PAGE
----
St Augustine’s in Ramsgate, a landmark of the Catholic Revival, has been triumphantly restored and reopened
The architect Augustus Welby Northmore Pugin (1812-52) wrote: “There is nothing worth living for but Christian architecture, and a boat.” For him, both came together on top of the West Cliffs at Ramsgate in Kent, where he built his ideal house – the Grange (1843-4) – and next to it his ideal church, St Augustine’s (1845-1851).
Threatened with closure in 2010, St Augustine’s has now been triumphantly restored and was reopened last May by the Archbishop of Southwark. It is now the national Catholic shrine of St Augustine of England, whom Pope St Gregory the Great sent to convert the men of Kent in 597. The restoration of the church and the Pugin and St Augustine Visitor Centre have gained more than a million pounds of Heritage Lottery Funding.
Pugin became a Catholic in 1835, 10 years before the Oxford Movement converts. In 1843 he moved from London – where he was building Southwark Cathedral – to the very un-Catholic Ramsgate. In 1846 he began the Catholic mission there with the school chapel and cloisters, hiding the church from the road and Protestant hostility. It is only from the sea side that the church is fully revealed, built of local flint with stone dressings and plain-tile roofs.
The style is “Christian” (that is, Gothic) and in the rich Decorated Gothic of the 14th century. The asymmetrical plan form, pivoting around the crossing tower and south transept, is Kentish, with nave and aisles, transept, sanctuary and side chapel all under separate gabled roofs. Entering low through the south door, Pugin advised: “The Faithful do not mind bending their heads … sightseers and heretics must take their chance.”
Internally the walls are lined in rich, warm Whitby sandstone ashlar. Some roofs are “open” – that is, with scissor trusses exposed – others are panelled and painted. The nave, aisle, sanctuary and Lady Chapel are divided by a richly detailed arcade.
The substantial crossing once again boasts its rood screen, now re-fixed in its historic position and with its answering returned stalls in the sanctuary. Alas, Pugin’s high altar was demolished in 1970 and the tabernacle, throne and spire disposed of to Southwark Cathedral. This work of art had been shown at the Great Exhibition of 1851 with the font and its spired cover by George Myers to Pugin’s design, along with much stained glass and metal work by Hardman & Co of Birmingham. A fine example is the floor brass to Alfred Luck, a lay convert and later priest, also shown in 1851.
The Lady Chapel has the metal screen by John Hardman Powell, Pugin’s son-in-law, shown at the 1862 Exhibition. The surviving altar is by Pugin, with two of his 1851 windows on the south. The statue of the Virgin and Child under its niched canopy is carved by Myers’s workshop.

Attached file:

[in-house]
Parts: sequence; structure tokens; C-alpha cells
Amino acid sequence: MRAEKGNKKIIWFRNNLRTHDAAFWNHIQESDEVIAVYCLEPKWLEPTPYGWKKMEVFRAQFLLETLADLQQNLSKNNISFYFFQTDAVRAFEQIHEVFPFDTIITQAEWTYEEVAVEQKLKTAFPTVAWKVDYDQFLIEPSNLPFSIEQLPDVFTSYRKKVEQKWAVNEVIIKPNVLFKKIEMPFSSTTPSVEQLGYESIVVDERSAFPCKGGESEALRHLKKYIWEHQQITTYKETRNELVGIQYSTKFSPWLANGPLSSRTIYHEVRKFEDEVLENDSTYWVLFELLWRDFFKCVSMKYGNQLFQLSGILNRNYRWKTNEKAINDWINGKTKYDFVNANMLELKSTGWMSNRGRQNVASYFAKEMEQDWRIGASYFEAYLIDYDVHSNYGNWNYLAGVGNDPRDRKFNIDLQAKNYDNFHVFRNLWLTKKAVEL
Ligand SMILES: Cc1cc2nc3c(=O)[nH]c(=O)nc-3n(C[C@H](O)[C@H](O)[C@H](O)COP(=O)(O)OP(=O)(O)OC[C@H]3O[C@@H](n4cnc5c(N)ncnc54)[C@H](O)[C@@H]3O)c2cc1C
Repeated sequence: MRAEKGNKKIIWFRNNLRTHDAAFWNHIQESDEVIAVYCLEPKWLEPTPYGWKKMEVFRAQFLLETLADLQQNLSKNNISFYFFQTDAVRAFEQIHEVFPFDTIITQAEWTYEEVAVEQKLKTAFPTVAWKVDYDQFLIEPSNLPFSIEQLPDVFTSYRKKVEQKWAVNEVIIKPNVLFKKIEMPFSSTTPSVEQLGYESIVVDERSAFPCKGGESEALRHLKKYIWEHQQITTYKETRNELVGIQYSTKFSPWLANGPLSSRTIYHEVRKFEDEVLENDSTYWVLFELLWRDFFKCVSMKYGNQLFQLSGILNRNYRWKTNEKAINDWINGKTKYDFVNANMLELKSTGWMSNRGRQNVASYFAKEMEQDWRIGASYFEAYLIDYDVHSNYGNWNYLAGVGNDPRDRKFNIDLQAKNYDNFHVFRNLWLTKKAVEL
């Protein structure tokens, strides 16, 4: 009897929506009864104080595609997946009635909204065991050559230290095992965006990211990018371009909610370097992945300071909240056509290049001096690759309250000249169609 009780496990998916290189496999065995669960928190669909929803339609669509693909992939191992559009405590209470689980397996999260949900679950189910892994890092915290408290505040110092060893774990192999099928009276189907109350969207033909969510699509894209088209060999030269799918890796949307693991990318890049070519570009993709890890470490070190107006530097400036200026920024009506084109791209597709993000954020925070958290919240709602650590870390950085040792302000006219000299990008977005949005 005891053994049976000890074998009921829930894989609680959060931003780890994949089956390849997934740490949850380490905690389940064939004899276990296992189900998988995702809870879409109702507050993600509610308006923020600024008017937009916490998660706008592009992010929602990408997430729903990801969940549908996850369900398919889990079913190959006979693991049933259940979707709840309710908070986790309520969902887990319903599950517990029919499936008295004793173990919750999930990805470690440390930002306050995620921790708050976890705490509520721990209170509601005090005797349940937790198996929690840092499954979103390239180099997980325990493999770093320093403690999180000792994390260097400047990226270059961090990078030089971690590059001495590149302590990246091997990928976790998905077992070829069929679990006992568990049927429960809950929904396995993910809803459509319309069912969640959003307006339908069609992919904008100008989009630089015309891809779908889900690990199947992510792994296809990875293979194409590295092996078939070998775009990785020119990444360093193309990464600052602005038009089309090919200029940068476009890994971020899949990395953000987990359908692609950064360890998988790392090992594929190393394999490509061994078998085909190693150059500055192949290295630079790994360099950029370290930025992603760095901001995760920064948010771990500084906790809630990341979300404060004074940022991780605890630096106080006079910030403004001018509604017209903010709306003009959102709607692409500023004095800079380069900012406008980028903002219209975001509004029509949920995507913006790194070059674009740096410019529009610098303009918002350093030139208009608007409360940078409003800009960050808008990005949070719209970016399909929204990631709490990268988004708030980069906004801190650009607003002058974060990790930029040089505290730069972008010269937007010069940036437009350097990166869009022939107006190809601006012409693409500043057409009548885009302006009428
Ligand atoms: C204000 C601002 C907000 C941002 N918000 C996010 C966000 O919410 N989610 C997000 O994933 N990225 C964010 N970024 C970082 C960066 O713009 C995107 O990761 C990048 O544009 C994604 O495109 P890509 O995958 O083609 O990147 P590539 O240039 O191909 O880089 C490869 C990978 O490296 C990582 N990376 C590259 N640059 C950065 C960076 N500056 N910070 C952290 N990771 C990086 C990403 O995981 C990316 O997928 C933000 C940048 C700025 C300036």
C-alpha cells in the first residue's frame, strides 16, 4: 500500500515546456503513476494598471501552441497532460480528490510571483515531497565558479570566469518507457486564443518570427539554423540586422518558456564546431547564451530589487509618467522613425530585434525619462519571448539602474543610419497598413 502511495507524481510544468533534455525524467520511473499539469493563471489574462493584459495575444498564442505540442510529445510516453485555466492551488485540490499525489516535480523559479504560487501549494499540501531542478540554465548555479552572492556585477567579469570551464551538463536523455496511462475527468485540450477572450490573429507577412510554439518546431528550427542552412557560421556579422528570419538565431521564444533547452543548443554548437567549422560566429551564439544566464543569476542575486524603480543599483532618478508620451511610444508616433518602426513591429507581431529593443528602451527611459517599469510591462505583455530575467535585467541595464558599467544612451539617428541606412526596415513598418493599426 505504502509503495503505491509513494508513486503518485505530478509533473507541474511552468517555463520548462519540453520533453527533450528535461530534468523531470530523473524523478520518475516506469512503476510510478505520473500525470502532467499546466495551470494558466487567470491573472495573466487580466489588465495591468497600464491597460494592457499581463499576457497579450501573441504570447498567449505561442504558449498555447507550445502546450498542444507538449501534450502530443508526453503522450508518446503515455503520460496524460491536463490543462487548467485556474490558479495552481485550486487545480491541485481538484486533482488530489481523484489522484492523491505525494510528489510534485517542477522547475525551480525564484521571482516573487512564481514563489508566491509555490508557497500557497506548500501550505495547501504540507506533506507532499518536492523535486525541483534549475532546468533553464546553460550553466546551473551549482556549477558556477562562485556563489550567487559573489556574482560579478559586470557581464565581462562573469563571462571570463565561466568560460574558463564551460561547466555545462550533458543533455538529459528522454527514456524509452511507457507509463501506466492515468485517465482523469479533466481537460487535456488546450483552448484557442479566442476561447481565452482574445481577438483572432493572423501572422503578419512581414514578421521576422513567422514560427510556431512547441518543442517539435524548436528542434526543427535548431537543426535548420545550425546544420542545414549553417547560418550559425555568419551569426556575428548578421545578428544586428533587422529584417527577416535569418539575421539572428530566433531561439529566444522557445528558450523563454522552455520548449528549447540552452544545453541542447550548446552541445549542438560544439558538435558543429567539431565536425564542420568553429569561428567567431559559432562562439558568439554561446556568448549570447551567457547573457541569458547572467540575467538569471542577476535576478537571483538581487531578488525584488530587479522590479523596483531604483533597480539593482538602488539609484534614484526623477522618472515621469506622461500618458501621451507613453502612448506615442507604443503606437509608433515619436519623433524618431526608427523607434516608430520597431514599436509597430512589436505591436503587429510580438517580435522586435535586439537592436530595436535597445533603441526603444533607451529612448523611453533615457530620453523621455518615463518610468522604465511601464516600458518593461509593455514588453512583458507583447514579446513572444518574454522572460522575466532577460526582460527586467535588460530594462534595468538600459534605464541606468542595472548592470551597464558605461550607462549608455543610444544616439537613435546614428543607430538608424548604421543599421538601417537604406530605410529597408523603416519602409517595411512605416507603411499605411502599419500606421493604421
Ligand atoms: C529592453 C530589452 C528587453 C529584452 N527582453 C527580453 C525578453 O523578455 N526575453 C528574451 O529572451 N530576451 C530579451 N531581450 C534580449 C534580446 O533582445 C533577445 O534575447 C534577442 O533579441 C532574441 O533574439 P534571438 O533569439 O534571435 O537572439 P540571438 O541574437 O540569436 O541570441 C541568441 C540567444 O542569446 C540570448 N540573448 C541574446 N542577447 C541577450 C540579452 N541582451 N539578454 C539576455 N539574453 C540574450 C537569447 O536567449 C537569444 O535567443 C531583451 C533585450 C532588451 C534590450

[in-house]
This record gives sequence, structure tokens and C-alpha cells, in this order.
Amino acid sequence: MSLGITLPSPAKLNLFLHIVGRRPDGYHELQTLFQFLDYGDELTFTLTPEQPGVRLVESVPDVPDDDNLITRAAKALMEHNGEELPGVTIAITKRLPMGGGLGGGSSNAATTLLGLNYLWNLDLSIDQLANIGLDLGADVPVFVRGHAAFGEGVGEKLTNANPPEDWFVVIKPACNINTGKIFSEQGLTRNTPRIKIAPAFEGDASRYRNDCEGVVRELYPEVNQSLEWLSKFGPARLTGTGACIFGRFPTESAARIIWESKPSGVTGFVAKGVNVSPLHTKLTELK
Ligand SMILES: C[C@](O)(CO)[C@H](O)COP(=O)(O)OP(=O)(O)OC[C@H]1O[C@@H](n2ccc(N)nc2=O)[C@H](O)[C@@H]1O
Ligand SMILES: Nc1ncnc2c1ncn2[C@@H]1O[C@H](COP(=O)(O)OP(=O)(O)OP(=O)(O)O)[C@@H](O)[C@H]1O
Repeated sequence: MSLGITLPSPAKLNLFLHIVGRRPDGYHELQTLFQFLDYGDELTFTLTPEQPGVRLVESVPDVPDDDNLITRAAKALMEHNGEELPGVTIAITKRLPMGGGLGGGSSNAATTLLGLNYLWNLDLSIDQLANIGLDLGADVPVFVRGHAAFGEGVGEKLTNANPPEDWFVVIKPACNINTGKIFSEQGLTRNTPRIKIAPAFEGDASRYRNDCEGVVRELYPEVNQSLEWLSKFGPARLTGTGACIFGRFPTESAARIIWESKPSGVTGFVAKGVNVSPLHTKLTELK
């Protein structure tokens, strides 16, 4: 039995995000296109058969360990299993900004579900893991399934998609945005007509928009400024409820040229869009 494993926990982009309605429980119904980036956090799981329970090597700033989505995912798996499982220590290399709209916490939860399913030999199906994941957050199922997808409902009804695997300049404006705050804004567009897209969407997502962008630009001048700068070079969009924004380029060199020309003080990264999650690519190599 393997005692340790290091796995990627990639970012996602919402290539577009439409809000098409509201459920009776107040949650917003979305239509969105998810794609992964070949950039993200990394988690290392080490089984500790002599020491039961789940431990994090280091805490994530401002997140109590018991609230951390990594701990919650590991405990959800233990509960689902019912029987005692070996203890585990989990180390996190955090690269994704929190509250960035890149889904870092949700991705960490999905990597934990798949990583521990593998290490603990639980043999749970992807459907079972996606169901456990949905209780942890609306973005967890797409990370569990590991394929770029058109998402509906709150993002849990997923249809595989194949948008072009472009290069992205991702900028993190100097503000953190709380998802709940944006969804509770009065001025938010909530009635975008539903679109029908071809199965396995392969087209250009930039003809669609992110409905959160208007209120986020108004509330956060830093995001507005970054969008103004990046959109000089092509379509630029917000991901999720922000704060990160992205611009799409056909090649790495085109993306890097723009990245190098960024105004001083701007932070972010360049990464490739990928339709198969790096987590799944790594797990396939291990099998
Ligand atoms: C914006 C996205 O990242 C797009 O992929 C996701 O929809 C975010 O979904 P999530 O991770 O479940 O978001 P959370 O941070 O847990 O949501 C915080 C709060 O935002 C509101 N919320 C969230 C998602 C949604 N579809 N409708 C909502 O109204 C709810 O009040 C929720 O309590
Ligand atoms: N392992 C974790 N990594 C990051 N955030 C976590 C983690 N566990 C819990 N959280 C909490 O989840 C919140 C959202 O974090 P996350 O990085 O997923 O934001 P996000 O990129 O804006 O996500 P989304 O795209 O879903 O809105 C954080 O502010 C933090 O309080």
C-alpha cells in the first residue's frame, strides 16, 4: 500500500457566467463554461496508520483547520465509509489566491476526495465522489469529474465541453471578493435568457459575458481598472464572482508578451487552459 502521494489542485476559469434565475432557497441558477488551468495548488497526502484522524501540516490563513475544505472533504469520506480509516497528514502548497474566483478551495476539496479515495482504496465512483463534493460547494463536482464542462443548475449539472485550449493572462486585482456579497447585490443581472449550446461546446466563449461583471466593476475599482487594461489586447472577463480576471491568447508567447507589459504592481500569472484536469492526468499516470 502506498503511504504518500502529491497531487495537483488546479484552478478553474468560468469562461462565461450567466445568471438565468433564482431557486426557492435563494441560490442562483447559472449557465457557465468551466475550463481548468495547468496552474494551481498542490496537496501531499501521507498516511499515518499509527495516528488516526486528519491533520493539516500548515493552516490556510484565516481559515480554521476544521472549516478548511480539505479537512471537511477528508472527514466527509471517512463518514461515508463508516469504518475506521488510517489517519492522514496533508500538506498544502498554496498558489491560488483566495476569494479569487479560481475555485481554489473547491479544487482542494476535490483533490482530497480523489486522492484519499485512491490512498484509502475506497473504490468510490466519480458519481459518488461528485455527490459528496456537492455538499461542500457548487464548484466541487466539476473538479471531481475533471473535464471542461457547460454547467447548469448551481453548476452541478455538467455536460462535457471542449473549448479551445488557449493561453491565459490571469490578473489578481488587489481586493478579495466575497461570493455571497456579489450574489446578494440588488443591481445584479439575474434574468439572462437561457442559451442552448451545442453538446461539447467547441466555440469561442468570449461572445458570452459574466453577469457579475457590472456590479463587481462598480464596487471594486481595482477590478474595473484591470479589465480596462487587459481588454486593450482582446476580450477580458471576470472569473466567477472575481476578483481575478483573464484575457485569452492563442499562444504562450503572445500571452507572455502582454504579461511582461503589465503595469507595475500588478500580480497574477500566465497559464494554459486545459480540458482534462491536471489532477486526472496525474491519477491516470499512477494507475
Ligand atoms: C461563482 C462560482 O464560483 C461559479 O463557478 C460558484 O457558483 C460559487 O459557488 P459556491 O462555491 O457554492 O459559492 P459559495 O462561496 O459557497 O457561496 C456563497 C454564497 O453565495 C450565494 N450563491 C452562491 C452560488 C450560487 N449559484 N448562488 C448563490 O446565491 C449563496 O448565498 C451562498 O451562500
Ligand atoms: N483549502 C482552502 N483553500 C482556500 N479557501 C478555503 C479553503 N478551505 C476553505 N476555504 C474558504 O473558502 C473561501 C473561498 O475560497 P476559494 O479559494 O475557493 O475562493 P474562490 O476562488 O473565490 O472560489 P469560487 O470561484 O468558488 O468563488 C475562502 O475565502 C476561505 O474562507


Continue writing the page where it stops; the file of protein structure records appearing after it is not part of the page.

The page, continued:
Pugin and his family were to make Ramsgate the headquarters of their artistic, family, professional and religious life for just under a century, as his sons continued his architectural practice. Funding the church from his own pocket, Pugin spent about £20,000 building and furnishing it. He presented it to the diocese of Southwark, which had been set up in 1850, before his tragically early death aged 40. The Pugin chantry has Pugin’s own tomb chest, one of his son Edward W Pugin’s first independent designs, aged 18, made by Myers. The big window has AW Pugin as donor, with his two pre-deceased wives and his widow Jane (d 1908) with themes of St Augustine’s mission from Rome. It is also parclose-screened in rich detailed oak (by Myers); it has some of the best Minton tiles in the church.
The west cloister and the nearly free-standing Digby chantry chapel (1862) are by EW Pugin. The north cloister is in the taste of his half-brother Peter Paul Pugin; his is the St Joseph chapel, or Southwell chantry (1893), and the Sacred Heart altar. Completing the circuit, the school chapel is a substantial flint-and-stone dressed hall with open roof and a tower, now housing the visitor centre, which assures generous public access to the church. The east cloister has some metalwork and vestment displays from the sacristy.
Inspired by St Augustine and his Benedictine missioners, Pugin had wanted the Benedictines to return to Thanet. Edward Pugin built the L-plan monastery (1860-1) for them, but the monks left in 2011. It is now a retreat centre of the Vincentian Fathers of Kerala. The Landmark Trust has restored the Grange, (1997-2006) – with weekly public access – along with Pugin’s original presbytery, St Edward’s (1848-9). A vital monument of the 19th-century Catholic Revival, St Augustine’s is once again ready to contribute to the new evangelisation.
Dr Roderick O’Donnell is an architectural historian